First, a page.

Blessed are the troublemakers

Blessed are the troublemakers

I’ve never been a troublemaker in the most literal sense. I pay my taxes, renew my driver’s license when it expires and on most days drive the speed limit. Us small folk living in flyover country don’t get the luxury of ignoring a jury summons or parking ticket, and we especially wouldn’t think of not complying with a subpoena if so received. I’m sure swift repercussions would follow.

Where is the invisible line, and who decides where it’s drawn, that turns us into troublemakers? Is it when the expected actions of an individual vary from the status quo? The view of the majority in any given setting? Is it a herd mentality that laser-focuses us on someone stepping outside of group-think in a community?

I’ve always had it inside me to think or act differently, but when you are younger, you don’t want to be different. I remember an incident I often think back on. There was a group of us that were complaining about unfairness from an adult in leadership. We talked as a group and formed a plan of action to talk to them.

We marched in, fists clenched in solidarity, ready to take on the problem. I will never forget our resolve as we walked down that unlit hallway. When we reached the area where we were to have the meeting, I began by saying my piece — my issues that I had. Then I turned around, looking at the next person who was going to have their say.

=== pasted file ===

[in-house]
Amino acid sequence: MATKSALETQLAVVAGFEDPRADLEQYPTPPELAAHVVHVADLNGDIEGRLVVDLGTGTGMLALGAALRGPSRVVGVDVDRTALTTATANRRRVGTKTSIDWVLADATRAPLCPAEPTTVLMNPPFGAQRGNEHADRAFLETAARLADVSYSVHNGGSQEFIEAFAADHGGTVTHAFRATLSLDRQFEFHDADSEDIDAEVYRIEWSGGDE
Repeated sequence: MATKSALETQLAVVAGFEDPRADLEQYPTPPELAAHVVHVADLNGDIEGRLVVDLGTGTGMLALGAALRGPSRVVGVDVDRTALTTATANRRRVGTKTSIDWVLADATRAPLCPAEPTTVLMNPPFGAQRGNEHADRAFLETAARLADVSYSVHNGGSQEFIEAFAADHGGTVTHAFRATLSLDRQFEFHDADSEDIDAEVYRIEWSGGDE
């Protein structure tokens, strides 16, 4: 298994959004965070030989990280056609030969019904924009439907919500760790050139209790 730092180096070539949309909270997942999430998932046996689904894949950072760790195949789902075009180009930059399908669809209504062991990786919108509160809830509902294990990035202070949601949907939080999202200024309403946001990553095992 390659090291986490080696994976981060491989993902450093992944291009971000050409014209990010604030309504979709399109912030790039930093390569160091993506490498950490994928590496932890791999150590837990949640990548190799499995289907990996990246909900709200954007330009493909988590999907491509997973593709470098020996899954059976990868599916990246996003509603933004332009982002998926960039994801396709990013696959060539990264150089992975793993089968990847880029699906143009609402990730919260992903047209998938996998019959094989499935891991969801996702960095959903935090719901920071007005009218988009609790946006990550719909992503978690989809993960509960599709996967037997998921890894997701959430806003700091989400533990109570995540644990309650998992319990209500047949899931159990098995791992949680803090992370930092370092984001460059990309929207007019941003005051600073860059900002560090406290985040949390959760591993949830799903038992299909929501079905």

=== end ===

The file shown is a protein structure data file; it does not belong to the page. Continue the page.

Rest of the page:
I realized, too late, that everyone had lost their nerve and was looking at the ground. They had all moved 10 steps away from me. I had been the only one to speak my mind, and in doing so, it looked like I was the only one that had an issue. They’d abandoned me and fell in line with the norm, not speaking out about the wrongs we had discussed and felt strongly about conveying.

It was a moment that changed me. It taught me while it’s good to have a group to talk over problems and commiserate with, you can only count on yourself to solve a problem. Had we decided one person was going to talk and share the problems for the good of all, that would’ve been one thing.

Even when faced with doing the right thing, speaking up for yourself and what you felt was wrong, remaining silent in numbers was the easier thing to do for them. I had been resolute, and just that quick it all had changed as they filed in behind me.

Was I a troublemaker because I had spoken out? When I crossed into the threshold of that room, had I crossed an invisible line that made me a troublemaker for speaking truth?

Sometimes speaking the hard things, going against what everyone might want to keep silent, that’s the hardest thing in the world. It’s easy to stay silent and comfortable, the vacuum a soft pillow that muffles your ears from the truth. There’s a difference between spreading a lie and sharing the truth.

Lies hurt people when spread. Telling the truth, even though it may expose something, is balm for the situation. The receiver of the words may not want to hear what you’re saying, especially if it affects them, but that doesn’t change the truth of a thing. Just because you don’t like something doesn’t make it not true.

I may walk a tight line when it comes to doing the little things right, but if telling hard truths means I’m a troublemaker, then I’m all in. Denying what’s right, excusing things away and hiding behind the crowd doesn’t cut it for me. I’d rather type out an entire glossary of things that need said, sharing them week by week, than pretending everything is fine while the house burns down.

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